"Fast and Furious" Guns Tracked to More Violent Crimes in Arizona, Including Some in Phoenix and Glendale, Feds Say
Bill Newell, former acting head of the ATF in Phoenix, helped oversee the scandal-plagued "Fast and Furious" investigation -- and recently received a promotion.
Firearms linked to the scandal-ridden "Fast and Furious" investigation have turned up at 11 U.S. crime scenes, including four in Arizona, Congress was told this month.
And that's in addition to the December incident in which U.S. Border Patrol Agent Brian Terry was shot near Rio Rico.
The new information comes from a letter to Congress by the U.S. Justice Department that was recently obtained by the Los Angeles Times.
The Times also reported this week that three supervisors with the Alcohol, Tobacco and Firearms bureau who oversaw the investigation, in which suspected cartel members were observed buying guns but weren't apprehended, have been promoted.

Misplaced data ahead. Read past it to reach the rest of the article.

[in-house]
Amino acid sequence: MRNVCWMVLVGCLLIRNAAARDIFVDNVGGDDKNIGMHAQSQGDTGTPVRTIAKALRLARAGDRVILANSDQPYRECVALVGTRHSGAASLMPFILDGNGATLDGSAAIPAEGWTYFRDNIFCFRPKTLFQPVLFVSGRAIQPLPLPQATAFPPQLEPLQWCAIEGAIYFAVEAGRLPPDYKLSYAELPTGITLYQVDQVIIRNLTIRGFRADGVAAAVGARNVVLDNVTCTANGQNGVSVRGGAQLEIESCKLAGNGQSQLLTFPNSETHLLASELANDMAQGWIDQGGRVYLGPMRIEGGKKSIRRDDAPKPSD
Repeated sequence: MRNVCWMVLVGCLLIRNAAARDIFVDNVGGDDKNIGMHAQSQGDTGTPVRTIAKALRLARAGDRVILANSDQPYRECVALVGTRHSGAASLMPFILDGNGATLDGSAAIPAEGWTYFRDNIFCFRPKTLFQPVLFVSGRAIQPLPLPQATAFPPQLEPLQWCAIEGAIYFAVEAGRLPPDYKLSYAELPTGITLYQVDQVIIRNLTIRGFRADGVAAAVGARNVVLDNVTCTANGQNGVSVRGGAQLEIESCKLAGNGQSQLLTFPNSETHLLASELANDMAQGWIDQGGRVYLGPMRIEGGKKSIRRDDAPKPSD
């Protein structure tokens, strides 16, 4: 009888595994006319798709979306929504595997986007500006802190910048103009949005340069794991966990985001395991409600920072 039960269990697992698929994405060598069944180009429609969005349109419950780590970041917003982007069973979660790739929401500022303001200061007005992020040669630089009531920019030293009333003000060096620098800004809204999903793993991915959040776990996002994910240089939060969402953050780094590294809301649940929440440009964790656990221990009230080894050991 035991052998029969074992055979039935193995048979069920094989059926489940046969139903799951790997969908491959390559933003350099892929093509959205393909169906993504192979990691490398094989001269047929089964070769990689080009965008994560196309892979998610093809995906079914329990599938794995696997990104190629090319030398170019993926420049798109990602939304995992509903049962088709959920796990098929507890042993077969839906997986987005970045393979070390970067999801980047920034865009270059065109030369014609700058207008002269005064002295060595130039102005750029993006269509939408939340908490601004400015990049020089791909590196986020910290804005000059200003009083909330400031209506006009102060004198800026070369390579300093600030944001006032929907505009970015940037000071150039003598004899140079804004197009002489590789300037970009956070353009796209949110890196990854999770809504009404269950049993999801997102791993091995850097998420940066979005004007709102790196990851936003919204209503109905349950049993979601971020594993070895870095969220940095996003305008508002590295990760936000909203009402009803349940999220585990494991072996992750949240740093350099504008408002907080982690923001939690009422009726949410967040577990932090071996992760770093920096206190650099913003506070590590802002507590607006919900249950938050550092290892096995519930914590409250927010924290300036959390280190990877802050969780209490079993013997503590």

The letter states that Justice officials have learned "that ATF is aware of 11 instances" besides the Terry slaying in which the "Fast and Furious" guns "were recovered in connection with a crime of violence in the United States."
The letter doesn't give details, but the Times quotes an unnamed source close to the investigation who said that guns traced to the operation had turned up at violent crime scenes in Phoenix, Glendale, Douglas and Nogales.
The ATF lost track of more than 1,400 guns sold to suspected cartel members in the operation. Many of the guns are believed to have been smuggled into Mexico. Angry Mexican officials said last month they wished to see U.S. officials responsible for the debacle prosecuted in their country.